Since January 31, 2017, all of the denied and abandoned OVDP Preclearance requests have become the target of a special IRS compliance campaign. Let’s analyze in more detail this important development and attempt to predict what may be its main consequences for noncompliant or formerly noncompliant US taxpayers.

Denied and Abandoned OVDP Preclearance Requests: OVDP Background

IRS Offshore Voluntary Disclosure Program (“OVDP”) is a special program developed by the IRS to allow US taxpayers to resolve their past tax noncompliance concerning unreported foreign assets and foreign income. Under the OVDP, US taxpayers have to file delinquent FBARs and other information returns as well as amended tax returns; additionally, the taxpayers are required to pay additional tax due with interest and penalties.

In return, the IRS promises that participation in the OVDP would result in no criminal prosecution for past noncompliance. Furthermore, OVDP offers a clear and limited civil penalty exposure in the form of the Miscellaneous Offshore Penalty, which replaces all other civil penalty systems, including the draconian FBAR penalties.

What Are These Denied and Abandoned OVDP Preclearance Requests?

In order to participate in the OVDP, US taxpayers have to file a Preclearance Request with the IRS-CI (Criminal Investigation). The IRS-CI determines whether applicants are eligible to participate in the OVDP; the taxpayers who fail to meet the eligibility criteria are rejected without the possibility of further participation in the OVDP.

Additionally, especially after the Streamlined Compliance Procedures were instituted, there were a lot of taxpayers who submitted their Preclearance Requests and even certain additional information, but ultimately decided not to participate in the OVDP and/or withdrew from the OVDP. These are abandoned OVDP Preclearance Requests.

Denied and Abandoned OVDP Preclearance Requests: June of 2016 TIGTA Report

Despite the fact that the IRS was already aware of prior noncompliance of the taxpayers who submitted these denied or abandoned OVDP Preclearance Requests, it failed to do any follow-up in many of these cases. In June of 2016, TIGTA issued a report on the IRS management of OVDP. Among other matters, TIGTA recommended that the IRS review all Denied or Abandoned OVDP Preclearance Requests.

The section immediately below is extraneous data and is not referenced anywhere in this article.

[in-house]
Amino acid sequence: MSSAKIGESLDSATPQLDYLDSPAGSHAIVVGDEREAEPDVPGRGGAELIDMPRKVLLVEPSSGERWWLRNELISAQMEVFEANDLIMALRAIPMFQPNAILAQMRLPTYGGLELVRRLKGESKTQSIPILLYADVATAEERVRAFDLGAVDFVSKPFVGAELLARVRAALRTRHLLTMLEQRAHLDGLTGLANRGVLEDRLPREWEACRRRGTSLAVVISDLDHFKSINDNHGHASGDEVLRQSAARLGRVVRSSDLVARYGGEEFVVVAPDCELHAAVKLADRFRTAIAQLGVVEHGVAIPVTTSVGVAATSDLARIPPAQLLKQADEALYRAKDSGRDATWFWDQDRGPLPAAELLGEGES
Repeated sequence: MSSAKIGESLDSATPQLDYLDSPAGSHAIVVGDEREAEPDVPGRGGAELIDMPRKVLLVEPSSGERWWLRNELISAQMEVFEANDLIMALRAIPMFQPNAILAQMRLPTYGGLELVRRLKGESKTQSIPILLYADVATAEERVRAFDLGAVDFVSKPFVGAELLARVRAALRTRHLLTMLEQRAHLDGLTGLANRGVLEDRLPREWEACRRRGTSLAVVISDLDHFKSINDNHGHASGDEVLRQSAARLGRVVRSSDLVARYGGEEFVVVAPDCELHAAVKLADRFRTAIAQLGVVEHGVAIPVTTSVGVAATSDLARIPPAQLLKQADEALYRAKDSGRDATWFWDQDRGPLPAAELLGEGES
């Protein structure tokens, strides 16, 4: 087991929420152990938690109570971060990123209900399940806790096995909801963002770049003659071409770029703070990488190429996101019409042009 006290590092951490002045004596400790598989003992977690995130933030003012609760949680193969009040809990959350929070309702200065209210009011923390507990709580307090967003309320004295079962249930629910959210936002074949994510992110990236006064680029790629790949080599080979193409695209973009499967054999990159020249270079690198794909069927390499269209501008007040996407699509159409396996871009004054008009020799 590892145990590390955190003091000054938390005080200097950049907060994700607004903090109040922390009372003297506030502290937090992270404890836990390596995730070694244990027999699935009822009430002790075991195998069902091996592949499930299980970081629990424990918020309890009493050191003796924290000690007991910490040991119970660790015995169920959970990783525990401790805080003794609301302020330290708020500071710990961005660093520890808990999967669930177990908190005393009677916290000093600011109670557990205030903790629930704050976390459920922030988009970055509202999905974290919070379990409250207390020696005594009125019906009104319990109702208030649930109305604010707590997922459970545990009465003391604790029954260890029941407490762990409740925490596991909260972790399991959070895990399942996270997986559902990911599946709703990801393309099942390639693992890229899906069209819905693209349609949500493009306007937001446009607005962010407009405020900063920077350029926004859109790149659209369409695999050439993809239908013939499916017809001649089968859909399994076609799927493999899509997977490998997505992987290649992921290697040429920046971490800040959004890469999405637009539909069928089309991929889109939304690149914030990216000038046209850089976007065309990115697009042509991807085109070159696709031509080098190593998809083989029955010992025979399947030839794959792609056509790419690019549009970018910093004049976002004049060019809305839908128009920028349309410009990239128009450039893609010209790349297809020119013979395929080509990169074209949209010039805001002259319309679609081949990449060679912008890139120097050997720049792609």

LB&I Campaign on Denied and Abandoned OVDP Preclearance Requests

Partially in response to the 2016 TIGTA report, the IRS LB&I announced an unprecedented compliance campaign on Denied and Abandoned Preclearance Requests in January of 2017. The campaign specifically targets taxpayers who were denied the participation in the OVDP or who voluntarily abandoned their Preclearance requests.

On October 26, 2017, an IRS official stated that the Denied and Abandoned OVDP Preclearance Requests Campaign is focusing on approximately 6,000 US taxpayers. It appears that the exact treatment stream will be decided on a case-by-case basis, but the IRS is hoping to review (at least at some level) this entire category of taxpayers. In other words, virtually every one of these taxpayers should expect some sort of communication from the IRS, including, potentially (and maybe even likely) full IRS audit of their tax returns and FBARs.

What Does the LB&I Campaign on Denied and Abandoned OVDP Preclearance Requests Mean for US Taxpayers

US taxpayers who abandoned their OVDP Preclearance Requests or whose requests were denied by the IRS-CI should prepare as soon as possible a viable strategy on how to deal with respect to the potential IRS audit. Right now, they are at an extremely high risk of detection and possible imposition of the IRS civil and criminal penalties.

The options are various and highly depend on the individual fact pattern of a taxpayer. In particular, a taxpayer’s legal position will depend on whether the taxpayer’s prior noncompliance was willful or non-willful and whether he abandoned his OVDP Preclearance Request or such a request was denied.

This entire analysis of a taxpayer’s legal position and available strategies for dealing with a possible IRS audit should be done by an experienced international tax lawyer who specializes in the area of offshore voluntary disclosures.

Contact Sherayzen Law Office for Professional Help With the LB&I Campaign on Denied and Abandoned OVDP Preclearance Requests

If your OVDP Preclearance Request was denied by the IRS or abandoned by you, you should contact Sherayzen Law Office for professional help as soon as possible. Our legal team is highly experienced in the area of international tax law and, specifically, offshore voluntary disclosures. In fact, we have helped hundred of US taxpayers around the globe to bring their US tax affairs into full compliance with US tax laws. We Can Help You!

Contact Us Today to Schedule Your Confidential Consultation!